Field measurements of an array of full-scale VAWTs (Windspire Energy, Inc.) were conducted in the Antelope valley of northern Los Angeles County in California, USA from 2011 to 2013. The layout of the facility is shown in the photograph in Figure 2. The VAWT array was initially comprised of nine counter-rotating turbine pairs arranged on an equidistant grid spaced 8 D apart with the turbines in each pair separated center-to-center by 1.65 D. Six additional turbines were added subsequently, of which one was used in a study described below. The VAWTs have a lift-based rotor design consisting of three airfoil blades and a rated power output of 1.2 kW. The total height of each turbine is 9.1 m with a rotor height of 6.1 m and a diameter of 1.2 m. The nominal cut-in and cut-out speeds of the turbines are 4 m s^{−1} and 12 m s^{−1}, respectively. The turbines operate at a rotation rate of approximately 350 rpm and a tip speed ratio of 2.3 in incident winds of 8 m s^{−1}.

### B. Wind velocity measurements

Wind velocity was measured using seven three-component ultrasonic anemometers (Campbell Scientific CSAT3) mounted on a 10 m meteorological tower (Aluma-Towers, Inc.) and vertically spaced in 1 m increments over the turbine rotor height. The CSAT3 sensors were operated at a sampling frequency of 10 Hz with a measurement uncertainty of 0.161 m s^{−1}. Both the sensors and the data logger (Campbell Scientific CR3000) were powered by a solar panel and battery system to make the apparatus fully portable. An additional reference meteorological tower was positioned southeast of the array. This 10 m tower continuously recorded both wind speed and direction at 10-min intervals using a cup anemometer (Thies First Class). The data were subsequently uploaded to a database via satellite link.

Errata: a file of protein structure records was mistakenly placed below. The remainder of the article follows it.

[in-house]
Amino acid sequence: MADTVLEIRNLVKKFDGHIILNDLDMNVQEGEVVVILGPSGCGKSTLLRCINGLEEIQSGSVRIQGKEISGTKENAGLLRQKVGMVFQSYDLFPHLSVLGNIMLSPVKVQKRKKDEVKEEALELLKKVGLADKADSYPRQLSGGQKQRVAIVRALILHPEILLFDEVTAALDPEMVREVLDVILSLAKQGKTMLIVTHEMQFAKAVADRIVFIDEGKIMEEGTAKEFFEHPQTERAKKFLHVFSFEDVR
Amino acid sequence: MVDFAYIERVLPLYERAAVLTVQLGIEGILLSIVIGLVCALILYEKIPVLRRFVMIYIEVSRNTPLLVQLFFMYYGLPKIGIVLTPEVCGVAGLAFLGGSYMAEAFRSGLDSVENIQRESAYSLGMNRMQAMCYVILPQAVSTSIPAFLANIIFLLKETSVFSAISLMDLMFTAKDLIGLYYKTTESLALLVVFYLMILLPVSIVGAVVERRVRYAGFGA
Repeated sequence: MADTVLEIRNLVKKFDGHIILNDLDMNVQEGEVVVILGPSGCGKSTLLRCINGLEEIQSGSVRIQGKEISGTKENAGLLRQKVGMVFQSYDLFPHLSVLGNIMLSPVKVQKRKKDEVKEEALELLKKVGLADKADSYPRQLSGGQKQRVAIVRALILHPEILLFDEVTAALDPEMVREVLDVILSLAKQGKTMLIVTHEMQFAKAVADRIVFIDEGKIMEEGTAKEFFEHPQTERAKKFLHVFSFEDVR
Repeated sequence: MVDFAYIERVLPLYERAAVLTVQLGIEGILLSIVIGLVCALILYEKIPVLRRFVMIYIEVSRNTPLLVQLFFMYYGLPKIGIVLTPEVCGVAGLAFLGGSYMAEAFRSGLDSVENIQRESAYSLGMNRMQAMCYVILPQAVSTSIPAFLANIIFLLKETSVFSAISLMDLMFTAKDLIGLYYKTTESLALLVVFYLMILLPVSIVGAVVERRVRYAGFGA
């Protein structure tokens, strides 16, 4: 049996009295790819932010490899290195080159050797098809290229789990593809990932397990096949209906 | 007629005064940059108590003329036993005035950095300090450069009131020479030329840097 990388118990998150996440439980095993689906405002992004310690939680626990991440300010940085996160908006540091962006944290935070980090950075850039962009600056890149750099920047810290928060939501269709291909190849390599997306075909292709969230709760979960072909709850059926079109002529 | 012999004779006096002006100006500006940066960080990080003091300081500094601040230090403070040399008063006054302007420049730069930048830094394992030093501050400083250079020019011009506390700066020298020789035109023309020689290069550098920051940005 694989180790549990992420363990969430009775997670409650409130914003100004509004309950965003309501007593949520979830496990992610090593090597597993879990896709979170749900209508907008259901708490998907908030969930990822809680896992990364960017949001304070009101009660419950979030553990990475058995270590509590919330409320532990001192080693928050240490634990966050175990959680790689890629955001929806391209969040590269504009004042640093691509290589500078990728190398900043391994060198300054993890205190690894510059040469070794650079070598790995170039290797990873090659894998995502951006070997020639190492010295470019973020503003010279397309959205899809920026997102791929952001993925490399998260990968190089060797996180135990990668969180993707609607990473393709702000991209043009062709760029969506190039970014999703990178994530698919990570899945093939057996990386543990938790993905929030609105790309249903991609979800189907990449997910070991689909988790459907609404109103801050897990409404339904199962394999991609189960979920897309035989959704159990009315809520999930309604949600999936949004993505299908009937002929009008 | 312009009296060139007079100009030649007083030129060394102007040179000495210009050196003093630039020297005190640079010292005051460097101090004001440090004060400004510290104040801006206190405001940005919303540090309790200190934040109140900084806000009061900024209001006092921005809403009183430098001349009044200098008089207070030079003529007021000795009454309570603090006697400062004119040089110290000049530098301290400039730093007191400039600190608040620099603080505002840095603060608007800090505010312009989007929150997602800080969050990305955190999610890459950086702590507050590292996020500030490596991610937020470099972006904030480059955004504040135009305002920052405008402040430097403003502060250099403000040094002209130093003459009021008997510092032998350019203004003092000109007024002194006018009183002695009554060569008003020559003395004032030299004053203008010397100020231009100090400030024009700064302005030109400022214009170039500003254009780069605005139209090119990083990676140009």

Vertical profiles of wind velocity were measured at nine positions along the centerline of a four-turbine array as indicated in Figure 3(a). The four turbines were aligned with a southwesterly wind direction and the measurement duration at each position was approximately 150 h. Data were also collected with all 18 turbines erected. During this period, vertical profiles of wind velocity were measured at four positions along the centerline of the array as shown in Figure 3(b). For both measurement periods, the prevailing wind direction was from the southwest. For each meteorological tower position, the data were first conditioned to include only wind directions between 215° and 235°. The measured streamwise velocity was then normalized by the reference tower streamwise velocity and averaged spatially over the seven sensors and in time. This resulted in one normalized streamwise velocity measurement, *U*, per measurement location. For comparison with the LRB model, this normalized velocity *U* at the array centerline position *A _{CL}*/